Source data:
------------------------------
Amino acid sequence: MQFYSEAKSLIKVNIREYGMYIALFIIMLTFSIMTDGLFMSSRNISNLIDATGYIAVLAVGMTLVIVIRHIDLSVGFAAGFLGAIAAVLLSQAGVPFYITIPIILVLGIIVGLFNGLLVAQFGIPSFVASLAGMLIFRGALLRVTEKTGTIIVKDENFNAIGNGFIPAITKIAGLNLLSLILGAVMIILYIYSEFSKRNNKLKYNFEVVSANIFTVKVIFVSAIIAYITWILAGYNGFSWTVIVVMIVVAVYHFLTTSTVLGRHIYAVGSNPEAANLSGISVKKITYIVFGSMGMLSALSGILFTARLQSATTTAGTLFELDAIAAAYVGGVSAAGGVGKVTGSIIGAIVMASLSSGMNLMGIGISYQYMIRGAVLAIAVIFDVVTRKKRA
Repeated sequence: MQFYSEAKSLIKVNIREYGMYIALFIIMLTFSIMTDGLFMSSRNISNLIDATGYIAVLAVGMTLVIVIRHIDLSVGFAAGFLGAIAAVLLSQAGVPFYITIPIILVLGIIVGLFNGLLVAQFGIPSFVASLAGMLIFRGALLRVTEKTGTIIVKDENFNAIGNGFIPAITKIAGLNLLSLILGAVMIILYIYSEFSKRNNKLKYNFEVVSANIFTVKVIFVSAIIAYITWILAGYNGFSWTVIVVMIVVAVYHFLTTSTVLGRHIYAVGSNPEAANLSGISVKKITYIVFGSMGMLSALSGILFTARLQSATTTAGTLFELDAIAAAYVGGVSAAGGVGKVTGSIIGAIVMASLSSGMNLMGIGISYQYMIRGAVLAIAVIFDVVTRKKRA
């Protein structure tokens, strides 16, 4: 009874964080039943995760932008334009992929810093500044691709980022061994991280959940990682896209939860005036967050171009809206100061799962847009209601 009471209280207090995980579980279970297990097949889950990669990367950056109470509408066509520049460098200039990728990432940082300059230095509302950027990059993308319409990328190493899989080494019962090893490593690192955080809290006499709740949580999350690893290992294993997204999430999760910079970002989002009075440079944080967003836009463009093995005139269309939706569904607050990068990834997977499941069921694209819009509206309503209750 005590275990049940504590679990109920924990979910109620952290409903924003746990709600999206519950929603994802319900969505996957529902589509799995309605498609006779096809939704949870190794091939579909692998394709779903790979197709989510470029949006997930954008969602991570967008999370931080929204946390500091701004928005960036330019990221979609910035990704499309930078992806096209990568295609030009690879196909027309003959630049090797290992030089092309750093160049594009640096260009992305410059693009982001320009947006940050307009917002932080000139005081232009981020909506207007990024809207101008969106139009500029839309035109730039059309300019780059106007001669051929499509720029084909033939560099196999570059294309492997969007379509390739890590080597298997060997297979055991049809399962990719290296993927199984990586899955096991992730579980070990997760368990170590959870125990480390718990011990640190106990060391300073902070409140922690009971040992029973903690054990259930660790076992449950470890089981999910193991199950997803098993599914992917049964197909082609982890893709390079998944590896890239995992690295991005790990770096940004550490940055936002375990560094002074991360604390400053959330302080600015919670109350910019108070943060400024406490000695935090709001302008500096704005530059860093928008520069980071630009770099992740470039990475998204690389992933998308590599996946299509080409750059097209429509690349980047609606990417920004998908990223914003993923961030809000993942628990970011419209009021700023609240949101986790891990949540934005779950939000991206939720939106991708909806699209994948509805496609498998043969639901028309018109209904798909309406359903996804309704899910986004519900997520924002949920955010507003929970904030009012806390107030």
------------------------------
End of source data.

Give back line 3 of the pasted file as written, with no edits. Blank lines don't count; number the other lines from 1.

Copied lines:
């Protein structure tokens, strides 16, 4: 009874964080039943995760932008334009992929810093500044691709980022061994991280959940990682896209939860005036967050171009809206100061799962847009209601 009471209280207090995980579980279970297990097949889950990669990367950056109470509408066509520049460098200039990728990432940082300059230095509302950027990059993308319409990328190493899989080494019962090893490593690192955080809290006499709740949580999350690893290992294993997204999430999760910079970002989002009075440079944080967003836009463009093995005139269309939706569904607050990068990834997977499941069921694209819009509206309503209750 005590275990049940504590679990109920924990979910109620952290409903924003746990709600999206519950929603994802319900969505996957529902589509799995309605498609006779096809939704949870190794091939579909692998394709779903790979197709989510470029949006997930954008969602991570967008999370931080929204946390500091701004928005960036330019990221979609910035990704499309930078992806096209990568295609030009690879196909027309003959630049090797290992030089092309750093160049594009640096260009992305410059693009982001320009947006940050307009917002932080000139005081232009981020909506207007990024809207101008969106139009500029839309035109730039059309300019780059106007001669051929499509720029084909033939560099196999570059294309492997969007379509390739890590080597298997060997297979055991049809399962990719290296993927199984990586899955096991992730579980070990997760368990170590959870125990480390718990011990640190106990060391300073902070409140922690009971040992029973903690054990259930660790076992449950470890089981999910193991199950997803098993599914992917049964197909082609982890893709390079998944590896890239995992690295991005790990770096940004550490940055936002375990560094002074991360604390400053959330302080600015919670109350910019108070943060400024406490000695935090709001302008500096704005530059860093928008520069980071630009770099992740470039990475998204690389992933998308590599996946299509080409750059097209429509690349980047609606990417920004998908990223914003993923961030809000993942628990970011419209009021700023609240949101986790891990949540934005779950939000991206939720939106991708909806699209994948509805496609498998043969639901028309018109209904798909309406359903996804309704899910986004519900997520924002949920955010507003929970904030009012806390107030």